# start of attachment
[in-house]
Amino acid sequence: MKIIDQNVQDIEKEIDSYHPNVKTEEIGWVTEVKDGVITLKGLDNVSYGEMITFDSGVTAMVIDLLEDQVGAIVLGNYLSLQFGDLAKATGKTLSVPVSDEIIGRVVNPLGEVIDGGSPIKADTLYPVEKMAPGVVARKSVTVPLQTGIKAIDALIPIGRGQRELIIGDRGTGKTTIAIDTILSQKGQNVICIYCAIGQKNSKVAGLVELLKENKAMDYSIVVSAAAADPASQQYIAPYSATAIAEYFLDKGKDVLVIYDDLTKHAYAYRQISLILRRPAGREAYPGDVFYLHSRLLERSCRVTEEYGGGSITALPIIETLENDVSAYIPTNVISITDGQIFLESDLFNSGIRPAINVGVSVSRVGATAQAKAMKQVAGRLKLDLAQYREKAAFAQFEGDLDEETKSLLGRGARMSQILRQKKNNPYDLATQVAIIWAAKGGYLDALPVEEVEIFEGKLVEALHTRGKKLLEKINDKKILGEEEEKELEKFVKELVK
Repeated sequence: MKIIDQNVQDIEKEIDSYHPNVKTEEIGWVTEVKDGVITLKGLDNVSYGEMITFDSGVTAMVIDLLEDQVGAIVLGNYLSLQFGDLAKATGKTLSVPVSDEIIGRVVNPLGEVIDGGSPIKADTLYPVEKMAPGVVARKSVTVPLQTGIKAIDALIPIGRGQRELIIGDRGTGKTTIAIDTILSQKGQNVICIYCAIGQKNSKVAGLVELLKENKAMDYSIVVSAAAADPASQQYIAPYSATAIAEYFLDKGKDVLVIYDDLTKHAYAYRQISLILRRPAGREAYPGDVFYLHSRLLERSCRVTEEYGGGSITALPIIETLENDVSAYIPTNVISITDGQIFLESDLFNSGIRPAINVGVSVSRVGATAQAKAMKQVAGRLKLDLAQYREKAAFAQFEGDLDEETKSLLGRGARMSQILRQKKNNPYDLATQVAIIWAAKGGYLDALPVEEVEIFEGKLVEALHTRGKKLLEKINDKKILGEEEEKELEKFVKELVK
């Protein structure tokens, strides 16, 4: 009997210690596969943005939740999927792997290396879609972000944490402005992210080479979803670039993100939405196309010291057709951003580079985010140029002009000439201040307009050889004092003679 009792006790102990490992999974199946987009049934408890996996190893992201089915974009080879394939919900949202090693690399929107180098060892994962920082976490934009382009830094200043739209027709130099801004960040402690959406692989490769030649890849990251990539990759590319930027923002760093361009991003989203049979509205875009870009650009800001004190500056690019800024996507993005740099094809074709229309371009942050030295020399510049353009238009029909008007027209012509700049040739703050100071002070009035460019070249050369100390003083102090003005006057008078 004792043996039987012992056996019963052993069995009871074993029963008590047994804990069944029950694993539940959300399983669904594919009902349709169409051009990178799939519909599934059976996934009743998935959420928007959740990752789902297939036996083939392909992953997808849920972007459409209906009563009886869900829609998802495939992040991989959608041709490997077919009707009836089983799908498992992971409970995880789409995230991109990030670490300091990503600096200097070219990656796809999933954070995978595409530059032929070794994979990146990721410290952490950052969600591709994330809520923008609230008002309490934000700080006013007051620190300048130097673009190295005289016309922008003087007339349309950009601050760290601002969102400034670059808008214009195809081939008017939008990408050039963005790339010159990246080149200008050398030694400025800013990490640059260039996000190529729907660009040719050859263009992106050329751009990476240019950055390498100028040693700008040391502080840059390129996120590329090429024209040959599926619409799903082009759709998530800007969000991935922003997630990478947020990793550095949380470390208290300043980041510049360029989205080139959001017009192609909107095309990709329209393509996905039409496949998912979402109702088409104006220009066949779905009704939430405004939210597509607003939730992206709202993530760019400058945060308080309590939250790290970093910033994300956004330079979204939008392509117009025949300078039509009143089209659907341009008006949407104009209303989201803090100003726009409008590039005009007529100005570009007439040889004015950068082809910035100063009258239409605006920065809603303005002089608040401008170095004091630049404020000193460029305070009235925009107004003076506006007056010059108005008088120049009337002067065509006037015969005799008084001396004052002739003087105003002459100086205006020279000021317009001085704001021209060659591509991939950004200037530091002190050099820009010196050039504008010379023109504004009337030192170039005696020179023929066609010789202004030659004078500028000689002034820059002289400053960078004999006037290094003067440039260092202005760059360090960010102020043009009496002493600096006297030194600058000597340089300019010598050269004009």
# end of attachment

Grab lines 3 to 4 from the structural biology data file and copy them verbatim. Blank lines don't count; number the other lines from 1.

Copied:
Repeated sequence: MKIIDQNVQDIEKEIDSYHPNVKTEEIGWVTEVKDGVITLKGLDNVSYGEMITFDSGVTAMVIDLLEDQVGAIVLGNYLSLQFGDLAKATGKTLSVPVSDEIIGRVVNPLGEVIDGGSPIKADTLYPVEKMAPGVVARKSVTVPLQTGIKAIDALIPIGRGQRELIIGDRGTGKTTIAIDTILSQKGQNVICIYCAIGQKNSKVAGLVELLKENKAMDYSIVVSAAAADPASQQYIAPYSATAIAEYFLDKGKDVLVIYDDLTKHAYAYRQISLILRRPAGREAYPGDVFYLHSRLLERSCRVTEEYGGGSITALPIIETLENDVSAYIPTNVISITDGQIFLESDLFNSGIRPAINVGVSVSRVGATAQAKAMKQVAGRLKLDLAQYREKAAFAQFEGDLDEETKSLLGRGARMSQILRQKKNNPYDLATQVAIIWAAKGGYLDALPVEEVEIFEGKLVEALHTRGKKLLEKINDKKILGEEEEKELEKFVKELVK
């Protein structure tokens, strides 16, 4: 009997210690596969943005939740999927792997290396879609972000944490402005992210080479979803670039993100939405196309010291057709951003580079985010140029002009000439201040307009050889004092003679 009792006790102990490992999974199946987009049934408890996996190893992201089915974009080879394939919900949202090693690399929107180098060892994962920082976490934009382009830094200043739209027709130099801004960040402690959406692989490769030649890849990251990539990759590319930027923002760093361009991003989203049979509205875009870009650009800001004190500056690019800024996507993005740099094809074709229309371009942050030295020399510049353009238009029909008007027209012509700049040739703050100071002070009035460019070249050369100390003083102090003005006057008078 004792043996039987012992056996019963052993069995009871074993029963008590047994804990069944029950694993539940959300399983669904594919009902349709169409051009990178799939519909599934059976996934009743998935959420928007959740990752789902297939036996083939392909992953997808849920972007459409209906009563009886869900829609998802495939992040991989959608041709490997077919009707009836089983799908498992992971409970995880789409995230991109990030670490300091990503600096200097070219990656796809999933954070995978595409530059032929070794994979990146990721410290952490950052969600591709994330809520923008609230008002309490934000700080006013007051620190300048130097673009190295005289016309922008003087007339349309950009601050760290601002969102400034670059808008214009195809081939008017939008990408050039963005790339010159990246080149200008050398030694400025800013990490640059260039996000190529729907660009040719050859263009992106050329751009990476240019950055390498100028040693700008040391502080840059390129996120590329090429024209040959599926619409799903082009759709998530800007969000991935922003997630990478947020990793550095949380470390208290300043980041510049360029989205080139959001017009192609909107095309990709329209393509996905039409496949998912979402109702088409104006220009066949779905009704939430405004939210597509607003939730992206709202993530760019400058945060308080309590939250790290970093910033994300956004330079979204939008392509117009025949300078039509009143089209659907341009008006949407104009209303989201803090100003726009409008590039005009007529100005570009007439040889004015950068082809910035100063009258239409605006920065809603303005002089608040401008170095004091630049404020000193460029305070009235925009107004003076506006007056010059108005008088120049009337002067065509006037015969005799008084001396004052002739003087105003002459100086205006020279000021317009001085704001021209060659591509991939950004200037530091002190050099820009010196050039504008010379023109504004009337030192170039005696020179023929066609010789202004030659004078500028000689002034820059002289400053960078004999006037290094003067440039260092202005760059360090960010102020043009009496002493600096006297030194600058000597340089300019010598050269004009």